• 80

    You Don't Read Comics

    As strange as things have gotten, they've been a lot weirder for Harley in the years past. Howard is taking the character a little bit less seriously than she's been taken before. And that's perfectly fine. She's a very dynamic and rubbery sort of a hero who could easily fit into just about any corner you happen to shove her in. It's one of the reasons why she's been so successful for so long. She can do serious heart-crushing drama, and she can do totally bonkers slapstick. Sometimes in the same panel. Howard seems to understand this. And she seems to be moving the character in a direction that can fully embrace every angle.
  • 45

    Weird Science DC Comics

    Harley Quinn #30 is a clownish nightmare of a comic masquerading as a bad Looney Tunes cartoon. The plot has a basic foundation for Harley to leverage in her journey to becoming a hero, but the random, over-the-top developments keep getting in the way. Coupled with offensively colored art, you have the comic equivalent of a candy store hit by a tornado.
  • 40

    ComicBook.com

    While the art in Harley Quinn #30 is great and a lot of fun, as this particular run continues with this issue, one can't help but get the feeling that we're just continuing in a weird cycle of Harley writers having her do the same tired trying to find herself over and over and over and over just in different ways but. never really going anywhere with it, gaining no real character over time and, in this case, doing it in the most chaotic and hard to follow way possible. This issue brings Captain Carrot into things, which is wild and kind of fun, but everything is zany just to be zany and so much so that it makes any introspection or story taking place really hard to dig into or take seriously. Or even follow. This is pretty messy and it feels like this issue in particular is really losing its thread.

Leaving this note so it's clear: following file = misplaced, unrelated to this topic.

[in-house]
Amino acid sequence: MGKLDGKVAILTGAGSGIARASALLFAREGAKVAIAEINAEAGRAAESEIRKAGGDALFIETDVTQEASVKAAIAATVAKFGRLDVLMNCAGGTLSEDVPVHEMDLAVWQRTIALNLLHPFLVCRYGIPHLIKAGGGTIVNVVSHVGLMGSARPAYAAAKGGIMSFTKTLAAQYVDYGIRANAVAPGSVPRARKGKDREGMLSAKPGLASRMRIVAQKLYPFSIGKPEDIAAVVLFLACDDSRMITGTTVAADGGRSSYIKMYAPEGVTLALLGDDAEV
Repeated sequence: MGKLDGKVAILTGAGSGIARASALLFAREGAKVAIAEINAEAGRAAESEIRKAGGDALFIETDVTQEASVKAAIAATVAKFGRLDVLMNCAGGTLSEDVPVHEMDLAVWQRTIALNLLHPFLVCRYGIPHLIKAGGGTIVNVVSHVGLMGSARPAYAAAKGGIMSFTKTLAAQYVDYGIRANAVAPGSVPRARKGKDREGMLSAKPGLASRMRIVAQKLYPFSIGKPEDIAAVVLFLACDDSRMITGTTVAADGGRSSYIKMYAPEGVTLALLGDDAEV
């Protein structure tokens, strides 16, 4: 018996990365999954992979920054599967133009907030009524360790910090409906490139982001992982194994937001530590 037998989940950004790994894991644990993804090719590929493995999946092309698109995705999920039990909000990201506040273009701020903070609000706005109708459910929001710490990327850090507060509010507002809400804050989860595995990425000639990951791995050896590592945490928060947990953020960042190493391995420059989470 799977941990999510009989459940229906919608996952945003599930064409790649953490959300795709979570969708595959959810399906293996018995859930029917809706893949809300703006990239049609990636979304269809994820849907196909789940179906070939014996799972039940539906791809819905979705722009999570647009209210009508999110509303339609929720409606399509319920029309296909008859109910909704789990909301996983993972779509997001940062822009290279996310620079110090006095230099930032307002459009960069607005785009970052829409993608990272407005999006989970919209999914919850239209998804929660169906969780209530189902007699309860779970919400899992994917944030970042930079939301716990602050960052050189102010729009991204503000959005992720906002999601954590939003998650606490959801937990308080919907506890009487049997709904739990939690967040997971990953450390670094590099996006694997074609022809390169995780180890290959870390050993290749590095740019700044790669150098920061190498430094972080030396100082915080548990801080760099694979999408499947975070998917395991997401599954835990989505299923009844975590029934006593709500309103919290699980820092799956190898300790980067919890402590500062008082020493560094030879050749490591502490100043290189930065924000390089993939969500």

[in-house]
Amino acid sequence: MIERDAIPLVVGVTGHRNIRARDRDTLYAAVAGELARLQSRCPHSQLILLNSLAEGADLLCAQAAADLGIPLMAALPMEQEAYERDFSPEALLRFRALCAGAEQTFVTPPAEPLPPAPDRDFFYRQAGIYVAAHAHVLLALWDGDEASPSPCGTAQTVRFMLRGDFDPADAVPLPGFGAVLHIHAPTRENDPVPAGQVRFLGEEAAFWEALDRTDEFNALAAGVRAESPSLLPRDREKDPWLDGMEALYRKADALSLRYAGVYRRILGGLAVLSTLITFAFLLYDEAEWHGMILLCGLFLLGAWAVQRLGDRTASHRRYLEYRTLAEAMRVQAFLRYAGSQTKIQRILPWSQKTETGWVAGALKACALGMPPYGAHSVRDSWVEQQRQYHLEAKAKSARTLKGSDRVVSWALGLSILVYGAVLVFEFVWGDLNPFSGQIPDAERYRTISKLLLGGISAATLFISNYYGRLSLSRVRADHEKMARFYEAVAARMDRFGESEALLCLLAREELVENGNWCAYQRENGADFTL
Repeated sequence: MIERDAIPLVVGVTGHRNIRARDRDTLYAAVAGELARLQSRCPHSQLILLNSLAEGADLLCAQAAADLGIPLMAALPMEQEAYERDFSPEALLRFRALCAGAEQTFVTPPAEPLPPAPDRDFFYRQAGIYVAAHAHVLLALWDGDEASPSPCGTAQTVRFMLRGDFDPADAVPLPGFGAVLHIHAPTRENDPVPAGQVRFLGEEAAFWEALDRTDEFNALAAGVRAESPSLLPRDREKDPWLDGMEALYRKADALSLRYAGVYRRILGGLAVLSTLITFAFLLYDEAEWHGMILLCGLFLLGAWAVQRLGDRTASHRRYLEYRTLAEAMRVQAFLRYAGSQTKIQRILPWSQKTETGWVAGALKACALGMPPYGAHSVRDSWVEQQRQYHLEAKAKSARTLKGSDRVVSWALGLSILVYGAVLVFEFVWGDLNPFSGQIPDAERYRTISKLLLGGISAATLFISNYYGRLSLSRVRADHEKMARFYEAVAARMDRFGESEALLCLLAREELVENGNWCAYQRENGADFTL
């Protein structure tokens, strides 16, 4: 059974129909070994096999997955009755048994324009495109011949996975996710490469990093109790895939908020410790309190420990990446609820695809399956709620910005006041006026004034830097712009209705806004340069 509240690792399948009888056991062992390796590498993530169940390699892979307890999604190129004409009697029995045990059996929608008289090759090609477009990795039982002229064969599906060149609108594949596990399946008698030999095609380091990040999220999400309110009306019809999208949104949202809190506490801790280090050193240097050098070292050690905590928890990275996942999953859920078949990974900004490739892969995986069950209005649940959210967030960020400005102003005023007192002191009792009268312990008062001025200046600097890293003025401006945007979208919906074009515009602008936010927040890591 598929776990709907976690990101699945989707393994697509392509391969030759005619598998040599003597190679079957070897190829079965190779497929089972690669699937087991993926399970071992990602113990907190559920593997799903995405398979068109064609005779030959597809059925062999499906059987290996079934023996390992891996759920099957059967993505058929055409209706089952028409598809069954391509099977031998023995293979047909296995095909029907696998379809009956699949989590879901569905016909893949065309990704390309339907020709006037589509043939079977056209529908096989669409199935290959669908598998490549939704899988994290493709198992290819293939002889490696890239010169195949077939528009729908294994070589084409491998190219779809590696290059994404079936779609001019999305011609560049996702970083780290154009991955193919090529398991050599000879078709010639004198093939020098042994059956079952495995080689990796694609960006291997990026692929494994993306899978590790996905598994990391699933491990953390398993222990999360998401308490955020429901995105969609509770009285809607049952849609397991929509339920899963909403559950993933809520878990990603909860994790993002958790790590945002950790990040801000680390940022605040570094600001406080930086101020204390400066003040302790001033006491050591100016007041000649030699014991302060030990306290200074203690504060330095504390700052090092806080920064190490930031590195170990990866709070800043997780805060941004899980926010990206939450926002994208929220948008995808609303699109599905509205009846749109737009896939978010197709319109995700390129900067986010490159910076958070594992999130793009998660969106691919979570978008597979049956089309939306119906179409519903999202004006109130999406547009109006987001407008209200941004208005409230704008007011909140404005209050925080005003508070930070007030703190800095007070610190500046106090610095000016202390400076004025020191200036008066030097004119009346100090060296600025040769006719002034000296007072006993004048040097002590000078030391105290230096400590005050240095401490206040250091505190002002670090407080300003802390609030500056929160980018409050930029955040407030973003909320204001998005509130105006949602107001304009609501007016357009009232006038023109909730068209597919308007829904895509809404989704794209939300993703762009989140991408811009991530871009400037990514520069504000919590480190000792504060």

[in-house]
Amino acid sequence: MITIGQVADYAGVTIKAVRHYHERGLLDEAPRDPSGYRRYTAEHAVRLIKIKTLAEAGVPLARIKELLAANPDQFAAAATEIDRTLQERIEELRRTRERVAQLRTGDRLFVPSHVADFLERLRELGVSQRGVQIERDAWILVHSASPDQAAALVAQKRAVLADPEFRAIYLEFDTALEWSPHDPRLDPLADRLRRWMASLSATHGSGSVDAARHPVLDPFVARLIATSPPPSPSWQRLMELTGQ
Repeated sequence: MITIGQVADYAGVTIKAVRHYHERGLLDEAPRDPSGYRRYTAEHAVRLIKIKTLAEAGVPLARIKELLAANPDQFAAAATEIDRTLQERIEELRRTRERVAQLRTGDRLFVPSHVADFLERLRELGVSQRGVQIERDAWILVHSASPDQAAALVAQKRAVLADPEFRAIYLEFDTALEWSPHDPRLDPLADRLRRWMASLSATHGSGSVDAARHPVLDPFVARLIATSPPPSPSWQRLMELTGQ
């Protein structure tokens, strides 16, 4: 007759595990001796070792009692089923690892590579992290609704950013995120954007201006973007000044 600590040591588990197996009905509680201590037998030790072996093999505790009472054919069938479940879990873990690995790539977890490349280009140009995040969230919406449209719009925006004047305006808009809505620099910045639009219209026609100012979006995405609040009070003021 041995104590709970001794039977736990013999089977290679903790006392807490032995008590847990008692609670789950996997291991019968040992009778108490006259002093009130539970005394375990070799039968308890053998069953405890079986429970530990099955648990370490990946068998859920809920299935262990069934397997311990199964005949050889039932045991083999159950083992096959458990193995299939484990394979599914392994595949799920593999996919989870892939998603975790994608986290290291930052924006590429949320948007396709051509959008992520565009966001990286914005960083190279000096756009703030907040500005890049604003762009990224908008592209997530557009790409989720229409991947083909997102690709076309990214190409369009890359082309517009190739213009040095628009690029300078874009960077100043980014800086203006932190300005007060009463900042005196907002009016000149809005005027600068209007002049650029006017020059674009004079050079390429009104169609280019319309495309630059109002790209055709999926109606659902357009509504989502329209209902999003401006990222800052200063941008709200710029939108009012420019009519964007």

• 20

    The Batman Universe

    DC seems determined to ruin the Harley Quinn book. Sweeney Boo’s art remains fun to look at it, but the book itself is almost unreadable. Perhaps the next arc will be less terrible.

More From Harley Quinn (2021)

About the Author: Tini Howard

Tini Howard is an American comic book writer. She is best known for her work on X-Men titles, namely Excalibur as well as Boom Studio’s Power Ranger titles. It was announced in mid-October 2021 that she’d be taking over Catwoman at DC Comics starting with issue #39.

Career

As a winner of the 2013 Top Cow Talent Hunt, Tini Howard’s first comics credit was 2014’s Magdalena: Seventh Sacrament. She then continued working with Top Cow Productions. She has since been a writer on comic book iterations of properties like Rick and Morty, Power Rangers and Barbie, as well as created comic books like Assassinistas and Euthanauts, which were published by IDW.

In 2019 at the C2E2 “Women of Marvel” panel, it was announced Howard had signed an exclusive contract with Marvel Comics. Since then, she’s worked on the company writing Excalibur (as part of Dawn of X), Strikeforce, Death’s Head, Thanos and Age of Conan: Belit.

[Latest Update: June 8, 2022]